Requisite Beguilement

Requisite Beguilement

Tuesday February 28 - Friday March 31

9am-5pm | Rebecca Randall Bryan Art Gallery

Liz Miller’s mixed media installations re-contextualize simplified shapes, signs and symbols from disparate historical and contemporary imagery to create abstract fictions. Miller’s use of felt, foam and other tactile materials further complicates questions of source, masking the identity of forms while allowing them to inhabit both sculptural and two-dimensional space.

Presented by: Department of Visual Arts

Free and open to the public.

A Night of Latin Jazz with the Batuque Trio

A Night of Latin Jazz with the Batuque Trio

Wednesday March 01

7:30 PM | Wheelwright Auditorium

Featuring batuquê, the Afro-Brazilian drumming and dance form, the Batuquê Trio -- Jamaal Baptiste, Natalie Boeyink and Andy Smith -- blends many Latin jazz styles, from the folkloric roots of Cuban and Brazilian music to contemporary trends in Afro-Cuban, Brazilian and Caribbean jazz. Pianist Baptiste grew up on the island of Aruba, a nexus for the music of the Americas and Europe. His instinctive feel and musicianship delight listeners and dancers alike. Boeyink is an accomplished bassist, violinist, pianist, composer and educator who has worked primarily in jazz and Latin idioms. She is currently on the jazz faculty at the University of North Carolina at Wilmington. Smith’s dynamic drumming style has been honed in Ghana, West Africa, Sao Paulo, Rio de Janeiro and nearly every state in the continental United States. Smith is currently the director of percussion studies at the University of Texas at El Paso.

Presented by: Department of Music and Multicutlural Student Services and Women's Gender Studies

$7 (discounts available)

Requisite Beguilement (Public Lecture)

Requisite Beguilement (Public Lecture)

Thursday March 02

2:00 PM | Rebecca Randall Bryan Art Gallery

Liz Miller’s mixed media installations re-contextualize simplified shapes, signs and symbols from disparate historical and contemporary imagery to create abstract fictions. Miller’s use of felt, foam and other tactile materials further complicates questions of source, masking the identity of forms while allowing them to inhabit both sculptural and two-dimensional space.

Presented by: Department of Visual Arts

Free and open to the public.

Requisite Beguilement (Reception)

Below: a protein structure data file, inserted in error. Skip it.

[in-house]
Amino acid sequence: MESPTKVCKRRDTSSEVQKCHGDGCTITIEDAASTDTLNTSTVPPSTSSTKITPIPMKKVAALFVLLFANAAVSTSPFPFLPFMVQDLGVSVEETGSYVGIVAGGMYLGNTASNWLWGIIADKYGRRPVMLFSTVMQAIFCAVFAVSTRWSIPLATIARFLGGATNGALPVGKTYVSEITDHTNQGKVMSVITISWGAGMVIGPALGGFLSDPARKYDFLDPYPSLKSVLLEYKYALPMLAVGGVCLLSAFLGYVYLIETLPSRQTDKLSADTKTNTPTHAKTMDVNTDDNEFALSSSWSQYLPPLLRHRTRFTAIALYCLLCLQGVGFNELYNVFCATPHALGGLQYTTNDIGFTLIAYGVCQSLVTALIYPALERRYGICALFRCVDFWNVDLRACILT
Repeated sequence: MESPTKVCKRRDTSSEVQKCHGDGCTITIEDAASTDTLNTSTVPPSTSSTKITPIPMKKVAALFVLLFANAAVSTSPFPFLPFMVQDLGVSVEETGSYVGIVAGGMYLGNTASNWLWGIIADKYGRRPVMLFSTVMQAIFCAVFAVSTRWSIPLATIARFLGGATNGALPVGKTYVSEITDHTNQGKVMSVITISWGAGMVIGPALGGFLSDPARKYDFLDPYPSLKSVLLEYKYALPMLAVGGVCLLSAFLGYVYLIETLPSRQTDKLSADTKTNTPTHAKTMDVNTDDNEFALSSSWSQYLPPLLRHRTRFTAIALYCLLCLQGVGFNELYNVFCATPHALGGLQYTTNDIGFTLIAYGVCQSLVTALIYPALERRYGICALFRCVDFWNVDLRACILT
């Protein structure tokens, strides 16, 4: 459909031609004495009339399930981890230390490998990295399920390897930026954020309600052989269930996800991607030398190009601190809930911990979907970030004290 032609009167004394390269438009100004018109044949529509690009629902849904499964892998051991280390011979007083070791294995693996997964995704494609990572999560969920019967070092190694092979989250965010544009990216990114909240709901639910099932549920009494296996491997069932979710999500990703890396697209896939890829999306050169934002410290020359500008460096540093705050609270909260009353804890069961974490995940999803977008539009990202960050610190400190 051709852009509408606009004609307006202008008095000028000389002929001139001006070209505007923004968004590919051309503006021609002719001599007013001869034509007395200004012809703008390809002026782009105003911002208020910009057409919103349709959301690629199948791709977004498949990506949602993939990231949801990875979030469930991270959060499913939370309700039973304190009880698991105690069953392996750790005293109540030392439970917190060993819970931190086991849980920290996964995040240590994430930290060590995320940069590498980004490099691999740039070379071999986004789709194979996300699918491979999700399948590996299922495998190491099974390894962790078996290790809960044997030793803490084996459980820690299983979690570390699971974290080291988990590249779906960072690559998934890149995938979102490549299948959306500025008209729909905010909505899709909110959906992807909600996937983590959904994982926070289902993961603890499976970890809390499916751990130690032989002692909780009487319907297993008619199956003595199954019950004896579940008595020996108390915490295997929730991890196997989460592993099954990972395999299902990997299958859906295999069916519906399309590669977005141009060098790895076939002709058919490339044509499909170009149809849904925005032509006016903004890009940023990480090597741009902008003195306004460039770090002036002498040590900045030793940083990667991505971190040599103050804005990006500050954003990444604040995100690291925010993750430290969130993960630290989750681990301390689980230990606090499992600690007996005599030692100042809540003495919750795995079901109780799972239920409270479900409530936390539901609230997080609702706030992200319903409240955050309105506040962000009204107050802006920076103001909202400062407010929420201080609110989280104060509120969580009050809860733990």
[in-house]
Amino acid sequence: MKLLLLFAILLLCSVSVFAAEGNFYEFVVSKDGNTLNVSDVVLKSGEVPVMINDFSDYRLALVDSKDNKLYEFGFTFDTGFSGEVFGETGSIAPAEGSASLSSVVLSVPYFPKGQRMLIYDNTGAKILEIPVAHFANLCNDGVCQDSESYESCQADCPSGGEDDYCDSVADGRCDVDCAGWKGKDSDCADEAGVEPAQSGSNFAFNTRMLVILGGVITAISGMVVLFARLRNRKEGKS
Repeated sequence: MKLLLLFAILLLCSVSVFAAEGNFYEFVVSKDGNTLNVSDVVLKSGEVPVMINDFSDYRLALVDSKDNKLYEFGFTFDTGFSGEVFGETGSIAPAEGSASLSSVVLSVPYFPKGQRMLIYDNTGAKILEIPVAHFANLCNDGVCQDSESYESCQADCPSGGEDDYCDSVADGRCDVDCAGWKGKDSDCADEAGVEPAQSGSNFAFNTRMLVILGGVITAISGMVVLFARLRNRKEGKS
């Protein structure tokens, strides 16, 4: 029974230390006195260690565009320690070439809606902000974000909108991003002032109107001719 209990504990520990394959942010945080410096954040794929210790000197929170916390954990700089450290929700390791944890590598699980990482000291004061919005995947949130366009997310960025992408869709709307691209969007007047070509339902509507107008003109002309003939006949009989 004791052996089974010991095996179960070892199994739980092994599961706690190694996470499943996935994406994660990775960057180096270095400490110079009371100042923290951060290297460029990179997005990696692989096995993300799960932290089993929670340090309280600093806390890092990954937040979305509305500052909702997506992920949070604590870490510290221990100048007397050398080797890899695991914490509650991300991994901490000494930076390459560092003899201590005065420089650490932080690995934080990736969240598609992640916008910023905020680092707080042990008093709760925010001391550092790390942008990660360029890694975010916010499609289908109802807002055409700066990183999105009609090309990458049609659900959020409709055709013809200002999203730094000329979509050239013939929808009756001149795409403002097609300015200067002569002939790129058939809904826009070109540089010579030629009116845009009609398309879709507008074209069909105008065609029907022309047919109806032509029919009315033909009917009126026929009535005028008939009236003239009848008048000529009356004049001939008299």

Requisite Beguilement (Reception)

Thursday, March 2

4:30 PM - 6:30 | Rebecca Randall Bryan Art Gallery

Liz Miller’s mixed media installations re-contextualize simplified shapes, signs and symbols from disparate historical and contemporary imagery to create abstract fictions. Miller’s use of felt, foam and other tactile materials further complicates questions of source, masking the identity of forms while allowing them to inhabit both sculptural and two-dimensional space.

Presented by: Department of Visual Arts

Free and open to the public.

International Women's Day

International Women's Day

Friday March 03

10:30 AM - 1 PM | Prince Lawn

Join Women’s and Gender Studies along with the Office of Multicultural Student Services in a celebration of women in advance of International Women’s Day (March 8) with an assortment of tables, booths, information and offerings.

Presented by: Multicultural Student Services and Women's Gender Studies

Free and open to the public.

Isn't It Romantic?

Isn't It Romantic?

Monday March 13

7:30 PM | Wheelwright Auditorium

This ninth annual event features the CCU concert and chamber choirs performing jazz classics, as in years past, but this year’s program also includes a broader spectrum of styles, including musical theatre, popular numbers and art song, under the direction of Terri Sinclair, CCU associate professor of music and director of choral activities. Dan O’Reilly, CCU lecturer of music, will join the choirs on saxophone, and CCU music faculty member Steve Martinez will perform on bass. Mainstream choral selections include “Set Me as a Seal” by Richard Nance, with French horn accompaniment, and works from the Brahms Liebeslieder (Love Song) waltzes; contemporary and jazz selections include “Time After Time” by Cyndi Lauper and “The Luckiest” by Ben Folds, with arrangement by Kerry Marsh.

Presented by: Department of Music